“Be Still and Know That I Am God”
Towerpoint Resort Chapel, Mesa, AZ
Sunday, November 20, 2016
God is our refuge and strength, an ever-present help in trouble…Be still and know that I am God; I will be exalted among the nations, I will be exalted in the earth…The Lord Almighty is with us; the God of Jacob is our fortress.
Any Chicago Cubs fans in this group of worshipping folk this morning? How about those Cubs after 108 years. The year after my grandparents immigrated to the U.S. from the Netherlands.
Was that at least one of the best baseball games you’ve ever seen, or what? We were hosting a Homeowners meeting and I told them it was time to conclude because I was going to watch the end of the game. The rain-delay made it possible to see all the fireworks.
One of the heroes of that 7th game was Ben Zobrist (Zorilla), who was formerly a member of the Kansas City Royals, last year’s World Series winners, and just this year Ben became one of the stars of the Cubs winning season, the Most Valuable Player of the 2016 World Series.
During the last game of the World Series, Ben Zobrist blasted the winning hit, and won the game and the World Series. He promised his pastor father he’d be “a missionary in baseball.” In an interview with Fellowship of Christian Athletes in 2013 Zobrist said: “We know that as a Christian athlete, people are watching, and so we want to be the best example that we can be. But at the same time, I want people to know that grace is for everyone. We all need grace. We all need Christ…That is the message the whole way we look at everything in our lives.”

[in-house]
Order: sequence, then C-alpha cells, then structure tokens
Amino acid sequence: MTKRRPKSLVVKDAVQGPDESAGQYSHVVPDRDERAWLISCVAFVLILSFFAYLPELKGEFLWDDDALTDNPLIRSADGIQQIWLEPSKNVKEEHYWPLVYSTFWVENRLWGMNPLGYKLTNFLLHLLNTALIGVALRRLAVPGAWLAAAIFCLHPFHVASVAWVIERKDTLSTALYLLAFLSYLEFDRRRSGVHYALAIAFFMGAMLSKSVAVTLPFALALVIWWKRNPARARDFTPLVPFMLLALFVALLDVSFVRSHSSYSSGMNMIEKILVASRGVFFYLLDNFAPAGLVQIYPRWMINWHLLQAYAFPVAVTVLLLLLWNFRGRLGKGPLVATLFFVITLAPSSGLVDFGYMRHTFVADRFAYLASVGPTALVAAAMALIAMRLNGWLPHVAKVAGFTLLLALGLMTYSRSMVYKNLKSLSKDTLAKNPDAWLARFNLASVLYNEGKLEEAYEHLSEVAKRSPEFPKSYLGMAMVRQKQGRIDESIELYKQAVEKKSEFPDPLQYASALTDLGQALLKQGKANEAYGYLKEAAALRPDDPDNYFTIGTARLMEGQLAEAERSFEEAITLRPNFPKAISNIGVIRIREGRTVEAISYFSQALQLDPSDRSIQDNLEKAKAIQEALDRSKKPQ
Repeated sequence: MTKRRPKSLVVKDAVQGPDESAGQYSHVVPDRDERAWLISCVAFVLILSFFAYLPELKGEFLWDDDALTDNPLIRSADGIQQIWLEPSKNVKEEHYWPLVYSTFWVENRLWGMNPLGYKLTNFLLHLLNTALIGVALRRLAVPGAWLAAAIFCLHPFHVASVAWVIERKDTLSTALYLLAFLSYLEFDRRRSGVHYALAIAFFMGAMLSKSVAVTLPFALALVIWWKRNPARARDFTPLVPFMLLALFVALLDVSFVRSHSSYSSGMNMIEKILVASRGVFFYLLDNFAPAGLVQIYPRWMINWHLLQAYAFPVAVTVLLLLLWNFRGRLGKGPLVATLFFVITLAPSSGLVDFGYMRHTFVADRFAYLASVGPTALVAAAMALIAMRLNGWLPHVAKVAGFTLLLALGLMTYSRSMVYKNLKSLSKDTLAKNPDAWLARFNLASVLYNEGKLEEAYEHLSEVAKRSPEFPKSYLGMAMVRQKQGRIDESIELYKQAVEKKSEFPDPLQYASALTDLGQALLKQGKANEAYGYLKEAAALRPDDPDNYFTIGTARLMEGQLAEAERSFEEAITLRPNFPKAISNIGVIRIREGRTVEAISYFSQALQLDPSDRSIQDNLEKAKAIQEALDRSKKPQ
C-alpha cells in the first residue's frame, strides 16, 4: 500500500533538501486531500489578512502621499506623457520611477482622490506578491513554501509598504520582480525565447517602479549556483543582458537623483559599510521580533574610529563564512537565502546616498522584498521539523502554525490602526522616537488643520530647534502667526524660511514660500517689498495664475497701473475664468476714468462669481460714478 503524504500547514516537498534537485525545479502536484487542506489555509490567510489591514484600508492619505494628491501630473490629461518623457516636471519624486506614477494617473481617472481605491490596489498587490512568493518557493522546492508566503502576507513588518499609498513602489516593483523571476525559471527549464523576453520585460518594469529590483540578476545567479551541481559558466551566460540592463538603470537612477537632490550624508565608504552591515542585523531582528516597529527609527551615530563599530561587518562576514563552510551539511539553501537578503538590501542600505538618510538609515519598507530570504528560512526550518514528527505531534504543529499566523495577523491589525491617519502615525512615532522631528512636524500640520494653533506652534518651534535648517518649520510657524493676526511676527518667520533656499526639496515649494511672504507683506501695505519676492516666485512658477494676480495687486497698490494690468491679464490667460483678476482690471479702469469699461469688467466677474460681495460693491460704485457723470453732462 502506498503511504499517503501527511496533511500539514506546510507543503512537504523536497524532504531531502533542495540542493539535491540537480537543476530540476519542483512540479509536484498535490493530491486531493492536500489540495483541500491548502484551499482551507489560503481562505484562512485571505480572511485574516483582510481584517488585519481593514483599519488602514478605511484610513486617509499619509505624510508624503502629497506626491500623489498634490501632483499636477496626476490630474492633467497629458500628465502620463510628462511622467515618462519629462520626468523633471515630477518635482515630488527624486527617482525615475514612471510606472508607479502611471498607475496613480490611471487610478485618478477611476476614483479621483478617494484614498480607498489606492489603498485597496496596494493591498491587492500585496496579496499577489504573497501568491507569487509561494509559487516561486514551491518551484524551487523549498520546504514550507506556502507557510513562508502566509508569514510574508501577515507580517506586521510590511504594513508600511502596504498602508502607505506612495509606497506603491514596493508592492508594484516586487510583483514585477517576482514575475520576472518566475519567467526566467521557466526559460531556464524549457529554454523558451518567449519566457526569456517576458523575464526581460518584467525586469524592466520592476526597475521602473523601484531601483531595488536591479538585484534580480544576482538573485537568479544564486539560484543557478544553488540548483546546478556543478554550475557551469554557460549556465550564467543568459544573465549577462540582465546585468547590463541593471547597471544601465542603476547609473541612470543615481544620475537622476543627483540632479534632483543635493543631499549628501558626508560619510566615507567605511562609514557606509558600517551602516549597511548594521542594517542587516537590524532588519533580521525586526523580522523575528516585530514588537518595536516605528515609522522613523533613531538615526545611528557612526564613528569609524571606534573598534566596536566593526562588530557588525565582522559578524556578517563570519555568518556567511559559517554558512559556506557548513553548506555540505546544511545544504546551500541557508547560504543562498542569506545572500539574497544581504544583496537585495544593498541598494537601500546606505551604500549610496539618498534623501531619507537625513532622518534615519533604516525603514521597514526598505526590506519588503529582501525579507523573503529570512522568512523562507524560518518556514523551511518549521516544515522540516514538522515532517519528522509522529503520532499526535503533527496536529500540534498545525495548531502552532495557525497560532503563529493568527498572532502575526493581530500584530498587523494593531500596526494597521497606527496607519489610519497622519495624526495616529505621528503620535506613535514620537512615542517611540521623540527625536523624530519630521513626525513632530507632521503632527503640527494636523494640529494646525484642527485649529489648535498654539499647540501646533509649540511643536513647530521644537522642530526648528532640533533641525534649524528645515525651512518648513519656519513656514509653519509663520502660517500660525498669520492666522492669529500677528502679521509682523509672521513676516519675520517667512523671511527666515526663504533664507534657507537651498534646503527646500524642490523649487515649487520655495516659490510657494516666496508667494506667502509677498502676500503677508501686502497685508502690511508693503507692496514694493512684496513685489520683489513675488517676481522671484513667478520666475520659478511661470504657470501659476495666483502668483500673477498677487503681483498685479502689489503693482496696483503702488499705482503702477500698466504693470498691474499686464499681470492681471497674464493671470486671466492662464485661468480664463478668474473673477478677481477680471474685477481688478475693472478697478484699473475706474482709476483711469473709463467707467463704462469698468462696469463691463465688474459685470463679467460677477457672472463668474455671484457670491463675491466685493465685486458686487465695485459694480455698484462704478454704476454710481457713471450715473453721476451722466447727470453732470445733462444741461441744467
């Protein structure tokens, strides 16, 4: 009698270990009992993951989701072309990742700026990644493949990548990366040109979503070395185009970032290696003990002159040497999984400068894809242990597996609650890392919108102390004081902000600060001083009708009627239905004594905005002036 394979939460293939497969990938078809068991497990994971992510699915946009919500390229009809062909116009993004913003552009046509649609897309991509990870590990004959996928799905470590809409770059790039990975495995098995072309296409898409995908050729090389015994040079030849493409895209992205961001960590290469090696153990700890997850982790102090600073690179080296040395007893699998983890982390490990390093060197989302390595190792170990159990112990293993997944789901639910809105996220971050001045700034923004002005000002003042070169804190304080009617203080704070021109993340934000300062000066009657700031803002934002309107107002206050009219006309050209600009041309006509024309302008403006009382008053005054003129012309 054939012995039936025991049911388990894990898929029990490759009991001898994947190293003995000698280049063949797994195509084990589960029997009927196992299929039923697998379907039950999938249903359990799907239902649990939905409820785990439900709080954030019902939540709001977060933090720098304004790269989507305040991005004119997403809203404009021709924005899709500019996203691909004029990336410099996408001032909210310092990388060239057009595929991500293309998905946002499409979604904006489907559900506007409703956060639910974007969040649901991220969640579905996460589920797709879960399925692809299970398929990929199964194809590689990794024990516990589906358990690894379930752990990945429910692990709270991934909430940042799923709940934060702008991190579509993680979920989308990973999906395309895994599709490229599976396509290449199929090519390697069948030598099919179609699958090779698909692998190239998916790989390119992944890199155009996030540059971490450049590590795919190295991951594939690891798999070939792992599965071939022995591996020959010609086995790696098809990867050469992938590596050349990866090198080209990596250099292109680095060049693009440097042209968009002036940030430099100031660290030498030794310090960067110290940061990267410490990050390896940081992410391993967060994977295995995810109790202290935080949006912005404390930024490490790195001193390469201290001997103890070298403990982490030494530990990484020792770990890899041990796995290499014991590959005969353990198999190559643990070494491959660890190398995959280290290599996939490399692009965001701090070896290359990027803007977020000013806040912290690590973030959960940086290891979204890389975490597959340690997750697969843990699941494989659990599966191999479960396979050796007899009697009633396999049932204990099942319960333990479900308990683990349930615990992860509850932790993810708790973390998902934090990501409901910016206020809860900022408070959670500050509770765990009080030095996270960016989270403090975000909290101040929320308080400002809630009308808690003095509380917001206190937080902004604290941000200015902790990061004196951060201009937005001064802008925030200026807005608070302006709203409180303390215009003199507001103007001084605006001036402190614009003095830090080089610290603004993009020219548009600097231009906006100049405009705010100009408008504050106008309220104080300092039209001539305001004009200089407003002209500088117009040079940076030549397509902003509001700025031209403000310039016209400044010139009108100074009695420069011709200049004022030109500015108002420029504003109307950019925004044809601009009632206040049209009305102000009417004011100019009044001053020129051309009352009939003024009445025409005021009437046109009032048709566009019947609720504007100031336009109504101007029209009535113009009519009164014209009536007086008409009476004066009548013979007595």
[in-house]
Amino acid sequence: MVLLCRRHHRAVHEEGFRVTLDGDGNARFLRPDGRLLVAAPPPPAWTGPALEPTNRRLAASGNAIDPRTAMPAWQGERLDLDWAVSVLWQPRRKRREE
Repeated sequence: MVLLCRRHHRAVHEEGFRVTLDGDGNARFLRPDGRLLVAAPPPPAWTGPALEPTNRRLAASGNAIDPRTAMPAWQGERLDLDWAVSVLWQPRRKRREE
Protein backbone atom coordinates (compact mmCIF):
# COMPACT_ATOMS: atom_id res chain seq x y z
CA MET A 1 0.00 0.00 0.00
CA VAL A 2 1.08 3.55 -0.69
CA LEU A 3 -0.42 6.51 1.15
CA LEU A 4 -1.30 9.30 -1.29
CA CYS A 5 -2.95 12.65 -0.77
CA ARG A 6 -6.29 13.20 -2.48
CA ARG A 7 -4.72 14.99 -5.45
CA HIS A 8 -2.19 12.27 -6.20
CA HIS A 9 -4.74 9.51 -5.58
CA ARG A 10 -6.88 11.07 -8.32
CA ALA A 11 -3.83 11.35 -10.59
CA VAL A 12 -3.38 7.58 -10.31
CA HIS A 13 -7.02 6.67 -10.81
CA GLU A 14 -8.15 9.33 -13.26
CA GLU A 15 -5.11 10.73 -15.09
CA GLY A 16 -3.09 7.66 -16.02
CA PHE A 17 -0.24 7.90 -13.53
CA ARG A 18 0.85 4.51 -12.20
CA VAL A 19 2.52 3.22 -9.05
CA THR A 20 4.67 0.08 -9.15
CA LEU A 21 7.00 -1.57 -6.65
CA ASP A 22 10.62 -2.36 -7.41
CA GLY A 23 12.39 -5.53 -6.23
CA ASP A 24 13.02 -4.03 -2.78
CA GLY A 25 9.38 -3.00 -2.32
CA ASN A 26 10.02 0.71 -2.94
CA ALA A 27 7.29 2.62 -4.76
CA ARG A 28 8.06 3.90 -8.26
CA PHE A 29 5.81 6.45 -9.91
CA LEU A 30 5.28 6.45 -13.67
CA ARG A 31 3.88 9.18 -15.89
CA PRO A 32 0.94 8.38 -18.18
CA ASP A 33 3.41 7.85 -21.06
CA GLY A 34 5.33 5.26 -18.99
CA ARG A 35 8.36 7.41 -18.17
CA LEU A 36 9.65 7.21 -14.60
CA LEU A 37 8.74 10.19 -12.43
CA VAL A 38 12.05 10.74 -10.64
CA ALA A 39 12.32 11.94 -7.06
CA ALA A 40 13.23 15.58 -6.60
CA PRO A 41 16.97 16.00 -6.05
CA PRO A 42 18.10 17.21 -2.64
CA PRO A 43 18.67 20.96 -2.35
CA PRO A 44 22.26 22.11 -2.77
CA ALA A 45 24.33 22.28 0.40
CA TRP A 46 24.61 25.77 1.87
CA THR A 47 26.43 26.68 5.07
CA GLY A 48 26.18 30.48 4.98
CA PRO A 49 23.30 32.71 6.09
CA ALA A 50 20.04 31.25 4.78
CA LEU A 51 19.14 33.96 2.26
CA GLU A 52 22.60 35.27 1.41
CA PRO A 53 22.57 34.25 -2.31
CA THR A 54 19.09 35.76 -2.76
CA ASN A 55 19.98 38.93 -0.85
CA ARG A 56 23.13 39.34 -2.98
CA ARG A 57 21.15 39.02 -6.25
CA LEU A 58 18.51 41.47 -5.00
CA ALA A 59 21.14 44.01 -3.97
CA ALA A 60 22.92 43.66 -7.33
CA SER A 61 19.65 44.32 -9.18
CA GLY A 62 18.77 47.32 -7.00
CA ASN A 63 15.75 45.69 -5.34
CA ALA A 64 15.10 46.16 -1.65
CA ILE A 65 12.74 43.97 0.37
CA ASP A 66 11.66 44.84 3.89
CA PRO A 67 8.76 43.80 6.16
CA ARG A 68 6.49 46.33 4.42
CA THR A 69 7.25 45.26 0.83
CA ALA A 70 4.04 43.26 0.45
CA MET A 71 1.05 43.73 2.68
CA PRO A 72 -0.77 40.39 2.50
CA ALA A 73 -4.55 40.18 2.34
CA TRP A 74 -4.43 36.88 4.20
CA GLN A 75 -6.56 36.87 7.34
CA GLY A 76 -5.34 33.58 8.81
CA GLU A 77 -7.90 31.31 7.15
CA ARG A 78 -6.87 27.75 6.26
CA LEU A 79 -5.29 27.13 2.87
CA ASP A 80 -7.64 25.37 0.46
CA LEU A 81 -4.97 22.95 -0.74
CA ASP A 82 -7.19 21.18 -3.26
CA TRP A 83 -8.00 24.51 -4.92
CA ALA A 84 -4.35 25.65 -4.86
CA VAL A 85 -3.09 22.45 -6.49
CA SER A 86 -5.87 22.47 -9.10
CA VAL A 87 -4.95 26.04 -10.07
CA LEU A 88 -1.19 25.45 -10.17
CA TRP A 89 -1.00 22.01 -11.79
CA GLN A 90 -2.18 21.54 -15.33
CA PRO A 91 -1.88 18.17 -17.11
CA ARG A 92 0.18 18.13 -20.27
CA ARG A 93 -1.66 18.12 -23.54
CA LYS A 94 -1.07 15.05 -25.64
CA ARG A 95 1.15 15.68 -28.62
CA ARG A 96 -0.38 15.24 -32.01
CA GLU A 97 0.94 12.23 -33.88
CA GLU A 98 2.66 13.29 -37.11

Saint Petersburg Times writer Mark Topkin wrote how Zobrist shares his faith with his teammates, saying that he “doesn’t judge or proselytize, refraining from forcing his beliefs on anyone, though willing to get involved if asked.”
It’s been a time of dramatic transition for our country, for the world, and it is Thanksgiving this week, with Advent and Christmas to follow soon. It is a time for us to consider together and to reflect personally on what has become one of the most favorite Psalms, or songs in the Bible. Martin Luther himself wrote a familiar hymn based on this familiar psalm, A Mighty Fortress Is Our God.
The psalm ends with the words: Be still, and know that I am God; I will be exalted among the nations, I will be exalted in the earth. The Lord Almighty is with us; the God of Jacob is our fortress.
Eugene Peterson’s translation in The Message: “Step out of the traffic! Take a long, loving look at me, your High God, above politics, above everything.”
To me, and hopefully to you as well, these are indeed encouraging words for us at this time.
In these perilous days between Presidents and amidst countless other changes: political, economic, international, social, and other, we need to hear and apply the words of this great song to our lives. Concern and caution are in our thoughts, but for those who abide in the words of this text, this hymn, this great song, trust can and will prevail for us and for our nation!
One of the first sermons I ever preached when I was a student at Columbia Theological Seminary, was the week after the assassination of President Kennedy. After the church service I went to my hotel room, turned on the TV and watched Jack Ruby shoot and kill Kennedy’s assassin. Later, in my first church as pastor I preached on the Sunday following the assassination of Martin Luther King. There have been countless times in my life and ministry when I, and hopefully the congregations I addressed were encouraged by the Word of God such as we find it this morning in this moving and assuring Psalm/song.